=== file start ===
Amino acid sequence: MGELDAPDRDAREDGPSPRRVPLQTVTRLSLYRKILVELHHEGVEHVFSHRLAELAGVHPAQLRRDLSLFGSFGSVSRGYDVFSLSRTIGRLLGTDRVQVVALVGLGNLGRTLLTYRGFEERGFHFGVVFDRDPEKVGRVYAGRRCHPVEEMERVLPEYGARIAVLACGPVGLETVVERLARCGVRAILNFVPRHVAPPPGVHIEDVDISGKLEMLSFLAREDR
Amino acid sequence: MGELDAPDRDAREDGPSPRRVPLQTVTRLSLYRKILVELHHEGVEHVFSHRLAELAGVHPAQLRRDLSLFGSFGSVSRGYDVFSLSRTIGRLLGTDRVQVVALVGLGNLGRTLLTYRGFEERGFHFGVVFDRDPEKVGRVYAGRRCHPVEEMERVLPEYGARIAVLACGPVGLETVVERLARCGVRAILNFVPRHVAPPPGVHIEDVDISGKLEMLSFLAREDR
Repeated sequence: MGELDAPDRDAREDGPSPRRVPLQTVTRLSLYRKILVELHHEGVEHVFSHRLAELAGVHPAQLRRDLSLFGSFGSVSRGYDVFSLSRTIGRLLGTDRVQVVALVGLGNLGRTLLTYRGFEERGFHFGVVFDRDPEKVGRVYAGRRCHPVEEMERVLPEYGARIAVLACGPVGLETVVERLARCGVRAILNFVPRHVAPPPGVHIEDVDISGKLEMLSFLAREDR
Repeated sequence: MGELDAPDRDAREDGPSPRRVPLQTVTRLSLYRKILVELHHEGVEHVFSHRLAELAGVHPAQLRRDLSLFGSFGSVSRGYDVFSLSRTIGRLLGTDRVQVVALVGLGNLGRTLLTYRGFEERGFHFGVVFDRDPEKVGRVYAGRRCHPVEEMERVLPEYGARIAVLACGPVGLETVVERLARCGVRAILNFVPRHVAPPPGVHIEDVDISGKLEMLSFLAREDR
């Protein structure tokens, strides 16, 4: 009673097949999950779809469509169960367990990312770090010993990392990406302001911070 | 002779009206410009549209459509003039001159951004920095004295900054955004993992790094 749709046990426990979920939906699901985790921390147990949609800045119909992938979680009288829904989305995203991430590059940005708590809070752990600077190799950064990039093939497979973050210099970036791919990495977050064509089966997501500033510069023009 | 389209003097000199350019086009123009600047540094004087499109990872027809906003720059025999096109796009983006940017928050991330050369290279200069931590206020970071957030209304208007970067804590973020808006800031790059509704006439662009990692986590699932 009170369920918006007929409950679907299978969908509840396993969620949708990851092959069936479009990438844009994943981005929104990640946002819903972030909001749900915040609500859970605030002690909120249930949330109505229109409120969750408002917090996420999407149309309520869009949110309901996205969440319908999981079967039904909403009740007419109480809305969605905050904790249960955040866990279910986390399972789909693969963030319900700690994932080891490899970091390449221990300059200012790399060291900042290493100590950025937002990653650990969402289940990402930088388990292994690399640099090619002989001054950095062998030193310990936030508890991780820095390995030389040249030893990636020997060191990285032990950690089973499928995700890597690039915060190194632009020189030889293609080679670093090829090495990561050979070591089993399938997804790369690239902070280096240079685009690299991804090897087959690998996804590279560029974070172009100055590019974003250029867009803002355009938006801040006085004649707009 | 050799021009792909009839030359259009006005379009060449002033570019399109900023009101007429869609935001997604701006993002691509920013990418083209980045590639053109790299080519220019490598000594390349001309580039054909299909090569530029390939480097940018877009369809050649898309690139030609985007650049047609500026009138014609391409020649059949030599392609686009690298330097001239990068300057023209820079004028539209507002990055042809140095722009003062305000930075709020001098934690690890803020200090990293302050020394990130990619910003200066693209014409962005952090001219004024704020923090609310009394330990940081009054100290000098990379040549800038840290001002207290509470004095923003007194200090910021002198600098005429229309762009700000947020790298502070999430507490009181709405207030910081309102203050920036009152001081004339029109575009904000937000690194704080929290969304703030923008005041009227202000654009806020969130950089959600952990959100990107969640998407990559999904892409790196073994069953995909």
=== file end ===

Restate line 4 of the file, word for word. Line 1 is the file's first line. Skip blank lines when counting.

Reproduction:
Repeated sequence: MGELDAPDRDAREDGPSPRRVPLQTVTRLSLYRKILVELHHEGVEHVFSHRLAELAGVHPAQLRRDLSLFGSFGSVSRGYDVFSLSRTIGRLLGTDRVQVVALVGLGNLGRTLLTYRGFEERGFHFGVVFDRDPEKVGRVYAGRRCHPVEEMERVLPEYGARIAVLACGPVGLETVVERLARCGVRAILNFVPRHVAPPPGVHIEDVDISGKLEMLSFLAREDR